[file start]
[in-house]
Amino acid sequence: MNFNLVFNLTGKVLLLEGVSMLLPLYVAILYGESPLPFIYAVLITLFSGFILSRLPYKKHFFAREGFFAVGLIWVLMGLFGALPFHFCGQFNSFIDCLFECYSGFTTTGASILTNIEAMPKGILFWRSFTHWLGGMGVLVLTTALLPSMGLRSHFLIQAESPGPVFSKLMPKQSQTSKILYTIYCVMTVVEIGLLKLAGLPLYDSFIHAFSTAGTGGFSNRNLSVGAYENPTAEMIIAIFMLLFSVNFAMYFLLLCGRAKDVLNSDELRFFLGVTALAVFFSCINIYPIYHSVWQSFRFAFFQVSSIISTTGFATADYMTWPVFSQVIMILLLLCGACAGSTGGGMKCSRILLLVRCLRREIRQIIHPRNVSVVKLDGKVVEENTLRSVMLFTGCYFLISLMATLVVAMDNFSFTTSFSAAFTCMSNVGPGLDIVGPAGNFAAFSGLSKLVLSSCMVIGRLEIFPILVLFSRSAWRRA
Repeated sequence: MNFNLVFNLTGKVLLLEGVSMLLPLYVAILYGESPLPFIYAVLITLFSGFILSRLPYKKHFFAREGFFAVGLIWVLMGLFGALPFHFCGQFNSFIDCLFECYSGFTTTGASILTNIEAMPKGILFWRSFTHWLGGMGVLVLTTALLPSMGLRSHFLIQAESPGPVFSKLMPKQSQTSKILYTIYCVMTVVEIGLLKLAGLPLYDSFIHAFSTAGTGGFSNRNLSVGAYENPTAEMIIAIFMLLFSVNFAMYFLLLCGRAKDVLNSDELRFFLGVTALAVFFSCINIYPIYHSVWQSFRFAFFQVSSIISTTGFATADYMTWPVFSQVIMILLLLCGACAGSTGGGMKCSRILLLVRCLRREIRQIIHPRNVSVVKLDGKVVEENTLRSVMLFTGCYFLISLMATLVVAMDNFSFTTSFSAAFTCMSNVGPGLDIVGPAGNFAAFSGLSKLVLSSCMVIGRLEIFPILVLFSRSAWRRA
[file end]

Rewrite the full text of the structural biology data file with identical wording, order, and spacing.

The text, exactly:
[in-house]
Amino acid sequence: MNFNLVFNLTGKVLLLEGVSMLLPLYVAILYGESPLPFIYAVLITLFSGFILSRLPYKKHFFAREGFFAVGLIWVLMGLFGALPFHFCGQFNSFIDCLFECYSGFTTTGASILTNIEAMPKGILFWRSFTHWLGGMGVLVLTTALLPSMGLRSHFLIQAESPGPVFSKLMPKQSQTSKILYTIYCVMTVVEIGLLKLAGLPLYDSFIHAFSTAGTGGFSNRNLSVGAYENPTAEMIIAIFMLLFSVNFAMYFLLLCGRAKDVLNSDELRFFLGVTALAVFFSCINIYPIYHSVWQSFRFAFFQVSSIISTTGFATADYMTWPVFSQVIMILLLLCGACAGSTGGGMKCSRILLLVRCLRREIRQIIHPRNVSVVKLDGKVVEENTLRSVMLFTGCYFLISLMATLVVAMDNFSFTTSFSAAFTCMSNVGPGLDIVGPAGNFAAFSGLSKLVLSSCMVIGRLEIFPILVLFSRSAWRRA
Repeated sequence: MNFNLVFNLTGKVLLLEGVSMLLPLYVAILYGESPLPFIYAVLITLFSGFILSRLPYKKHFFAREGFFAVGLIWVLMGLFGALPFHFCGQFNSFIDCLFECYSGFTTTGASILTNIEAMPKGILFWRSFTHWLGGMGVLVLTTALLPSMGLRSHFLIQAESPGPVFSKLMPKQSQTSKILYTIYCVMTVVEIGLLKLAGLPLYDSFIHAFSTAGTGGFSNRNLSVGAYENPTAEMIIAIFMLLFSVNFAMYFLLLCGRAKDVLNSDELRFFLGVTALAVFFSCINIYPIYHSVWQSFRFAFFQVSSIISTTGFATADYMTWPVFSQVIMILLLLCGACAGSTGGGMKCSRILLLVRCLRREIRQIIHPRNVSVVKLDGKVVEENTLRSVMLFTGCYFLISLMATLVVAMDNFSFTTSFSAAFTCMSNVGPGLDIVGPAGNFAAFSGLSKLVLSSCMVIGRLEIFPILVLFSRSAWRRA